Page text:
The Top 5 tips for better brass playing
The mission of this blog was to create a space on the internet dedicated to developing the thoughts, technique as well as ideas and tips surrounding brass music and performance. Since its very beginning in 2012, there have been a variety of articles that discuss the fundamental elements of brass playing, and discuss opinions relating to musicality and interpretation.
This post covers the top 5 tips for every brass musician that will develop musicality and technique.
Top tip Number 1: Always start with the end in mind
This tip is based on a quote that will always provide a solid basis for things to fall into place. I think the really important thing is to know and understand what it is we are hoping to achieve. But more importantly, it is important to know and understand what that achievement will look like, sound like, be like and feel like.
With this firm foundation in place it is then possible to plan where to start, how to measure successes and evaluate failures. These ideas will allow us to shape the things that we do on a daily basis and how they will help us move toward our overall goal or direction.
Flexibility is of course crucial and it may be necessary to change our initial intention slightly. On any journey new things are learned which can help with gaining a greater perspective and understanding of the current, and possible future, situations.
As a brass musician the ultimate aim is always to improve musicality. Technique and presentation skills are extremely important, but being able to play higher and louder than someone else is completely irrelevant unless the end result is musical. There are many great musicians that have a fantastic range and power that can apply what they do with great musicality.
Top tip Number 2: Prepare and Plan
Preparation is completely key to success. This could be down to how you prepare for a final performance, how you prepare for every practice session or every time you play your instrument.
Keep a practice diary (you can find a template here) and us it! It is so tempting to start these things with great intentions and energy for them to simply fall off of the radar after a few weeks. Keeping a diary of your practice schedule will be helpful on a week by week basis to focus your time, but retrospectively it can provide a positive record of your achievements a year on.
If you do set yourself New Year’s Resolutions (click here and here for articles about goal setting) then keeping a diary will really help with defining and focusing a clear series of aims and goals that can help all aspects of your playing.
Top tip Number 3: Get better at listening
Listening is a real essential for any musician that wants to improve their interpretation, intonation and tuning as well overall musicality.
Find recordings, or better still attend concerts, of the top musicians that play your instrument and listen to the sound they create, the phrasing that they use and the way in which they communicate musically. Think about how this relates to your own playing and how you can use or adapt their ideas.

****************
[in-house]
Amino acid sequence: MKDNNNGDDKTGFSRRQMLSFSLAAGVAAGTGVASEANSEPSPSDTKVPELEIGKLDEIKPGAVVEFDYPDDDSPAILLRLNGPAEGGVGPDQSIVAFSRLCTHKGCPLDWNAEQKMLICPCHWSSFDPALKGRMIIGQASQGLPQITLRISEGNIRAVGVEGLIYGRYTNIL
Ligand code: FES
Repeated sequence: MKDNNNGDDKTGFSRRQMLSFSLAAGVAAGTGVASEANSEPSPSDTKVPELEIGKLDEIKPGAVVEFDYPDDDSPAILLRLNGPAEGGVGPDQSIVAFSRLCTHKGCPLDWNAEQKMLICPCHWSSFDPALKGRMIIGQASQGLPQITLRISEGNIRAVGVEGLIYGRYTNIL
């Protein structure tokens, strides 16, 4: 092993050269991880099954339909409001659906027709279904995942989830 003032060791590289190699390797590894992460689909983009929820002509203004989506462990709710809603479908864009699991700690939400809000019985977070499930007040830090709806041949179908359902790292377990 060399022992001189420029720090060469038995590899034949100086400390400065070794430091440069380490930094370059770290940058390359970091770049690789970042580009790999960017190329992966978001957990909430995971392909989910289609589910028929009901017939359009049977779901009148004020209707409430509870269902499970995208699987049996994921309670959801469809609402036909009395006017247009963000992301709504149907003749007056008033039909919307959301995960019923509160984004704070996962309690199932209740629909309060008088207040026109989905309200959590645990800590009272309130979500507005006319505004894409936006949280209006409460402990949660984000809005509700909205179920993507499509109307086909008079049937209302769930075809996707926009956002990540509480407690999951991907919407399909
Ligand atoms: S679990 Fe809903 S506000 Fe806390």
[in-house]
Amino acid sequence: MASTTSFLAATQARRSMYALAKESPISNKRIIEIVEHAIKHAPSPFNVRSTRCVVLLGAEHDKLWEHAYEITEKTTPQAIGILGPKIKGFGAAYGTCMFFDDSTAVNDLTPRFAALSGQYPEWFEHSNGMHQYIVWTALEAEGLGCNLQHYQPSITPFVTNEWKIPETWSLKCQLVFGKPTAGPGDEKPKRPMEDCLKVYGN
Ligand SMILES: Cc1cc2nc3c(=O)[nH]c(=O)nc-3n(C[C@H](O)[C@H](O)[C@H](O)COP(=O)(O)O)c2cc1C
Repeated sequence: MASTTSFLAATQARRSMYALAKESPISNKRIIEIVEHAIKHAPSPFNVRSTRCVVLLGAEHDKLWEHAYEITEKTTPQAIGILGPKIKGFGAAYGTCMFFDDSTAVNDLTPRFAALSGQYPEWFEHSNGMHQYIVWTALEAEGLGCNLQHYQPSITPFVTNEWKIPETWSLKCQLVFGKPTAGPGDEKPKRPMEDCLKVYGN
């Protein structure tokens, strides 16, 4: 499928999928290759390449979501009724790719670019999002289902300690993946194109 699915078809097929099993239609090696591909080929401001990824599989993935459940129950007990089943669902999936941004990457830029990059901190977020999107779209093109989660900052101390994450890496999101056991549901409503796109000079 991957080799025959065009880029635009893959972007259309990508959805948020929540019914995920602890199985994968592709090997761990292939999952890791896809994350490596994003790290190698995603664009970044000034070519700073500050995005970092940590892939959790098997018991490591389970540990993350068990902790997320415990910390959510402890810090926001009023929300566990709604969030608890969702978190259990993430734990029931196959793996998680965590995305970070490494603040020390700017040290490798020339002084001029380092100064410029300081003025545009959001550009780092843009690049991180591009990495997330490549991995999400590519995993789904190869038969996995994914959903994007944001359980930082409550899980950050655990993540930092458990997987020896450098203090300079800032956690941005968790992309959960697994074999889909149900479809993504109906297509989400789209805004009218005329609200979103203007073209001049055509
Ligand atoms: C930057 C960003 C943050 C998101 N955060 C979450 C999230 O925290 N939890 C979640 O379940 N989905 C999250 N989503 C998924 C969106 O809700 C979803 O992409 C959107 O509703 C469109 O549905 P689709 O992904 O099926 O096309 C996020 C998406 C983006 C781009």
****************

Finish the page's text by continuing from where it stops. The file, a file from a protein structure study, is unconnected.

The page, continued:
The best way to improve phrasing and awareness of melody is to listen to great singers. Brass playing is closely linked to singing and the way in which singers approach phrasing, breathing and interpretation can teach brass musicians a great deal.
If you are playing a transcription or arrangement, aim to find a recording of the piece with its original instrumentation. How does this change the way in which the music is approached, and how is this different to your own thoughts or ideas about the piece?
Listen carefully to different intervals and observe how different musicians deal with intonation issues. This will be so very helpful when you use a tuner to practice with.
Top tip Number 4: Use a metronome
The importance of internalising a beat can not be over stressed. Rhythm is the most important element of music and without a clear sense of pulse bringing out musicality can be an almost impossible task.
Working with a metronome can be somewhat frustrating, but regular use can improve (or helpfully resolve) timing issues with tricky parts of the music you are playing. Start slowly and go for accuracy with tricky section before speeding the passage up. It is also a really good idea to work with long notes and a metronome as this will give a chance to really focus on pulse without notes getting in the way.
Top tip Number 5: Enjoy yourself!
Probably the most important thing to do is to enjoy yourself. This will always come through in your performances and is something that your audiences will pick up. Also if you enjoy yourself it will make you feel a whole lot better about things the next time you perform!
If you are finding that nerves are a bit of an issue, avoid caffeine, dairy products or sugary products that will give an immediate lift. Although the short term burst is quite welcome, there may well be a serious crash or sugar low after an hour or so. Allowing yourself to enjoy the music that you are playing will help the nerves have a lot less impact and will allow you to perform with greater confidence.
I hope these tips prove to be useful in focusing what you do – let me know by adding a comment of any important things you think I may have missed!